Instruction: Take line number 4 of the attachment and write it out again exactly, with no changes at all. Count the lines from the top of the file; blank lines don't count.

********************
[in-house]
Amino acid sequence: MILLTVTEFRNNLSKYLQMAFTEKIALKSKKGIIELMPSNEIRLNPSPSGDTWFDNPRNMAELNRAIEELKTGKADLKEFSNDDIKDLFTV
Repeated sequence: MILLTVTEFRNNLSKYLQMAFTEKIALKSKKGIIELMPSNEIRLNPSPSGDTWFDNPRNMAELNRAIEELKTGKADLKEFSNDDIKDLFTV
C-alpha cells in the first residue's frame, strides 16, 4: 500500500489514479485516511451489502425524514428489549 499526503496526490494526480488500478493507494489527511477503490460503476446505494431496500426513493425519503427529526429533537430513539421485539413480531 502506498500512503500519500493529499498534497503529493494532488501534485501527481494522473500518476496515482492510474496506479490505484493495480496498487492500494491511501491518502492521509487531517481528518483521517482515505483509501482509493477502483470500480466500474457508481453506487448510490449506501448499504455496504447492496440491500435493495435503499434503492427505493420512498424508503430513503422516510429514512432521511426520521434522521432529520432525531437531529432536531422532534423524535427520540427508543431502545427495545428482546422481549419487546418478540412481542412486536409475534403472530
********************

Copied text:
C-alpha cells in the first residue's frame, strides 16, 4: 500500500489514479485516511451489502425524514428489549 499526503496526490494526480488500478493507494489527511477503490460503476446505494431496500426513493425519503427529526429533537430513539421485539413480531 502506498500512503500519500493529499498534497503529493494532488501534485501527481494522473500518476496515482492510474496506479490505484493495480496498487492500494491511501491518502492521509487531517481528518483521517482515505483509501482509493477502483470500480466500474457508481453506487448510490449506501448499504455496504447492496440491500435493495435503499434503492427505493420512498424508503430513503422516510429514512432521511426520521434522521432529520432525531437531529432536531422532534423524535427520540427508543431502545427495545428482546422481549419487546418478540412481542412486536409475534403472530